Earlier this year the Woodbine & Ivy Band's record label, Folkpolice, was named "label of the year" by one respected folk site and has also been singled out for praise by the likes of FRoots for its unique approach to the genre. It is a label known for pushing boundaries rather than reaffirming existing traditions and the Woodbine & Ivy Band record was rightly acclaimed (in ALL critical quarters, from the Guardian to Mojo magazine and more specialist folk publications) as yet another jewel in the Folkpolice crown.
The reason I point this out is to underline the fact that there is really no excuse for anyone purporting to be in the know about "our music" and then approaching this offering in ignorance - and yes, I use the term 'ignorance' in both senses. As such, Peter Fyfe's review is a little bit like a Motorhead fan reviewing a collection of American FM-friendly rock ballads: pointless and surely beneath the dignity of both parties.
So, for those who think that 'folk' music should be preserved in aspic (and presumably performed only by mucky-faced labourers in public houses), stay away! For those who embrace cultural experimentation; those who think that the Impressionists still qualify as breathtaking painters despite eschewing literal representation; those who believe that Beethoven was right to rewrite the symphonic rule book; those who aren't so staid that they see change/experimentation as something to be scared of; etc; step inside...
The Woodbine & Ivy Band album is a gem. Most of the vocal performances are actually very true to their traditional roots, always at the forefront of the mix, and in the majority of cases quite stupendous. The latter, of course, is hardly surprising when you have the likes of Jackie Oates, Fay Hield and Jim Causley on board!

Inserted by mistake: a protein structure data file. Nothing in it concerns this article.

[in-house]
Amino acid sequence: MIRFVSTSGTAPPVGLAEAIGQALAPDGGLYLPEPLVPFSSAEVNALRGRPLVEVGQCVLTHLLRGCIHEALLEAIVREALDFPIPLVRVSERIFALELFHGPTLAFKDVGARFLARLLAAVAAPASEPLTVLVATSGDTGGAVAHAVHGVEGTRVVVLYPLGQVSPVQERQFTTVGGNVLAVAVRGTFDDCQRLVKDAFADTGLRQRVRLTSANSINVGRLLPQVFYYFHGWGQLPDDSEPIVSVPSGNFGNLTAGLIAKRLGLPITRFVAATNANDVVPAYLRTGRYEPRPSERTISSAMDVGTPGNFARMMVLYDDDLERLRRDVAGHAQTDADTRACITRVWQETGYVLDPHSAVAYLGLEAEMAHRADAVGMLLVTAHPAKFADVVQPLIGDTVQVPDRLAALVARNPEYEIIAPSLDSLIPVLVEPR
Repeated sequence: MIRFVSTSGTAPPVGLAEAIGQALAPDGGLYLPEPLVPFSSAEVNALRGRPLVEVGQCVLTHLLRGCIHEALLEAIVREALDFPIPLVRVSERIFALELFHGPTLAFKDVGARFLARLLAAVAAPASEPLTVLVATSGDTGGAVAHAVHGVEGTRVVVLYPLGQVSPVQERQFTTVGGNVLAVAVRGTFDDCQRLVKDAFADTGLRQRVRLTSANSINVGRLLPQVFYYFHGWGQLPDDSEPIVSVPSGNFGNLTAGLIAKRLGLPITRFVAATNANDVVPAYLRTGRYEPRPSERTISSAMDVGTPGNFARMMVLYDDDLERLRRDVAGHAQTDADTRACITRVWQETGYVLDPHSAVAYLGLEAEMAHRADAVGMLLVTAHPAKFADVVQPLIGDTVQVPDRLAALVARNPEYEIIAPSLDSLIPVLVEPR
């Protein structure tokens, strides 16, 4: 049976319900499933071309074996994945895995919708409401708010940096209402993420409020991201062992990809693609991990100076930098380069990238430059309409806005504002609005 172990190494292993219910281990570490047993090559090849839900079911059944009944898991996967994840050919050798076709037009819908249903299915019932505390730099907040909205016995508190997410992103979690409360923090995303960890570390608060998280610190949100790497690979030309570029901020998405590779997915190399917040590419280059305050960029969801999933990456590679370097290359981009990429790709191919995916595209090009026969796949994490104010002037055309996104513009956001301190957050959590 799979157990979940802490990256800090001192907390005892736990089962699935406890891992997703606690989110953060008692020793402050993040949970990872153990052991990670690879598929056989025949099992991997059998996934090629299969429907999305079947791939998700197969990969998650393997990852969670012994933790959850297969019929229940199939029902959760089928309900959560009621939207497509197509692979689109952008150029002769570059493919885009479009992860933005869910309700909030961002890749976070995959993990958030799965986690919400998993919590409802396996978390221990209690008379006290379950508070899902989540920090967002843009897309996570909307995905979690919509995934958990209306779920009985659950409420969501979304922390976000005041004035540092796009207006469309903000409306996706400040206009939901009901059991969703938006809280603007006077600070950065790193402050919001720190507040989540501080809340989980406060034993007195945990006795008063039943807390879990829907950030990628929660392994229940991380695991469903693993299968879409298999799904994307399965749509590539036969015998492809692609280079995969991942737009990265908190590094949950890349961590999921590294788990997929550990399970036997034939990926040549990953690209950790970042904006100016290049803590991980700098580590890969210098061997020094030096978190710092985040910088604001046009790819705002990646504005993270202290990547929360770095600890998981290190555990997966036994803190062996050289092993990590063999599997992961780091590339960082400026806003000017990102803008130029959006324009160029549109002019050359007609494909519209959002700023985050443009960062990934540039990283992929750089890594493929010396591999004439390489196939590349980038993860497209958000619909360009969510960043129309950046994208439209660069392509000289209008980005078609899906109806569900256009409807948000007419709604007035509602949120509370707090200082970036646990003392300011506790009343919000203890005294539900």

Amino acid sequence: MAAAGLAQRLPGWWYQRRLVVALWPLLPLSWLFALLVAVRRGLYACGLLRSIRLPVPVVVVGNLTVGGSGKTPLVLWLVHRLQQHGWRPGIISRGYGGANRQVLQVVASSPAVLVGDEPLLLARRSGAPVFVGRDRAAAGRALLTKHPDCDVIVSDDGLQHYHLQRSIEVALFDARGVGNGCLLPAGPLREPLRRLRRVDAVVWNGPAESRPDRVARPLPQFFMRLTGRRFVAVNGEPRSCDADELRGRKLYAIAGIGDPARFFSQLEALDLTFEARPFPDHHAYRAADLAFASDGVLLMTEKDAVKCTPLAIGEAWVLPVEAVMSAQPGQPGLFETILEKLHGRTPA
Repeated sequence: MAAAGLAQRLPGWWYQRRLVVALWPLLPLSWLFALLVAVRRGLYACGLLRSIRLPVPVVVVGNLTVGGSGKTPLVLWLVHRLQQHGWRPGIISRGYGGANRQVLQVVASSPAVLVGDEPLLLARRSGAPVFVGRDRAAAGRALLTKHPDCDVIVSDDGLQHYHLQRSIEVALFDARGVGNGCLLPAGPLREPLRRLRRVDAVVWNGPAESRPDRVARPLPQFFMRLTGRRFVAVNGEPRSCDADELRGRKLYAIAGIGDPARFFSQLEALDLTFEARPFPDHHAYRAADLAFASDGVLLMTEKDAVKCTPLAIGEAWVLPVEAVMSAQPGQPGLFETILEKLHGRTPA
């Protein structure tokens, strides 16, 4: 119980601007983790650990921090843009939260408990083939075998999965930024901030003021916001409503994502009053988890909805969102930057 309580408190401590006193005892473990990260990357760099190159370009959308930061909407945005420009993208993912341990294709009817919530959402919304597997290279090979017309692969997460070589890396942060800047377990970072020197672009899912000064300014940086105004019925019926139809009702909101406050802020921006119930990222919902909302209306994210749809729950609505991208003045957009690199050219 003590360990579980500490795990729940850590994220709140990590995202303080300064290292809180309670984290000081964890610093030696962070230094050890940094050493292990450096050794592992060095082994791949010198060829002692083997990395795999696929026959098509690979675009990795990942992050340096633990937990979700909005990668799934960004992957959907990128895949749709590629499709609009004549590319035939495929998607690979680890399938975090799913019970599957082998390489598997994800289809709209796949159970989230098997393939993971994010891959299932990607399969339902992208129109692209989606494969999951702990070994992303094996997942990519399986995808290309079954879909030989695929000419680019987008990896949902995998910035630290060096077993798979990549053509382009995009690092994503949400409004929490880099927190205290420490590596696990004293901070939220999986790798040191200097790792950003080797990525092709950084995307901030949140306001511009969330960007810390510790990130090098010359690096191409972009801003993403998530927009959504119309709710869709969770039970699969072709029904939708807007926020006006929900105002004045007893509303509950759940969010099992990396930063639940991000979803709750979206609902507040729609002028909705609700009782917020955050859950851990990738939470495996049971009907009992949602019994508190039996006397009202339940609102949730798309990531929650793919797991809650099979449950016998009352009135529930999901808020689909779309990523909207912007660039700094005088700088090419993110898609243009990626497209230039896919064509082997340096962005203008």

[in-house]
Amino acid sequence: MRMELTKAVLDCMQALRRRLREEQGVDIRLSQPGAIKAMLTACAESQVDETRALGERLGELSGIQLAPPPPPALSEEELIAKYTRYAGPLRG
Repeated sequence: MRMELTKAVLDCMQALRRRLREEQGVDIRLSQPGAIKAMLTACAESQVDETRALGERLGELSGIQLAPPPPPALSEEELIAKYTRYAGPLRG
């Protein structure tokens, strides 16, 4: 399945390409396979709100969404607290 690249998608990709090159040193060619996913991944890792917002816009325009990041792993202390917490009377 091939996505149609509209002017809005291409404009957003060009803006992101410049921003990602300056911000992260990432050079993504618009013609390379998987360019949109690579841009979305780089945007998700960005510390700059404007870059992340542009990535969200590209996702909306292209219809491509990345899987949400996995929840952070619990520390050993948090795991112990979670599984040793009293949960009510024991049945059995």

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By Sigrid on 28 Nov. 2013
Format: Audio CD
I picked this up after having heard a stunning Jim Causley number on the radio.

That track (Out with my Gun in the Morning - I don't think I have heard anyone else do this gem) is indeed excellent, but its not the only one on this delightful CD. I won't single any others out, as its going to be a question of taste and mood.

Most of the singers fronting the band (Elle Osborne, Fay Hield, Jim Causley, Rapunzel & Sedayne etc) were already firmly on my radar, but one of the delights of this kind of CD is when one comes across a new name.

I had never heard of Pinkie Maclure, but she turns in a very fine version of Twa Corbies. I shall investigate her further.

If you just want to sample a few of the more recent singers, you could do a lot worse than start with this disc - thoroughly recommended.
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Format: Audio CD
Two songs into my first listen to this album I was thinking Steeleye Span in cowboy hats! A slightly abstract country-rock feel permeates most of the album, often accompanied by a very British brass section evoking band-stands, overcoats and rain. The intriguing prominance of pedal-steel sees The Woodbine And Ivy Band weave further knots into the glorious tangle that is roots music. Furthermore, occasional eye-brow-raising electronics (a particularly nice touch on The Roaming Journeyman) and the warmth of massed backing singers complement the predominant tone of the album. Well-thumbed folk-songs are launched upon subtly strange seas.

Highlights for me include Spencer The Rover with Fay Hield, (which was promoted as a single), Under The Leaves with Elle Osborne (probably the most out-there track, all spooky atmosphere, shivering desolation and quavering vocals)and Derry Gaol with Jackie Oates (her singing is gorgeous and the musical setting is sparse with drones, half-imagined keyboards, harp and brass along with mysterious grating sounds).

There isn't a weak track, the mood moves from familiar and warm to chilling, boisterous to seductive. Jenny McCormick indulges her lover in the one none-tradional track, Gently Johnny from the soundtrack to The Wicker Man (the lyrics altered to the woman's perspective). And then there's Jim Causley... Rollicking is a word I seldom use, but Jim is certainly rollicking on this upbeat number, amongst growling guitars and playful double-entendres.

I was immensely impressed with Folk Police's Oak Ash Thorn, which features several of the same singers, and I have to say this album doesn't have quite such a profound impact upon me, but it is nevertheless a very worthy release and I am keeping a close eye on what Folk Police are releasing, because they are fearless adventurers prepared to take the tradition on strange journeys.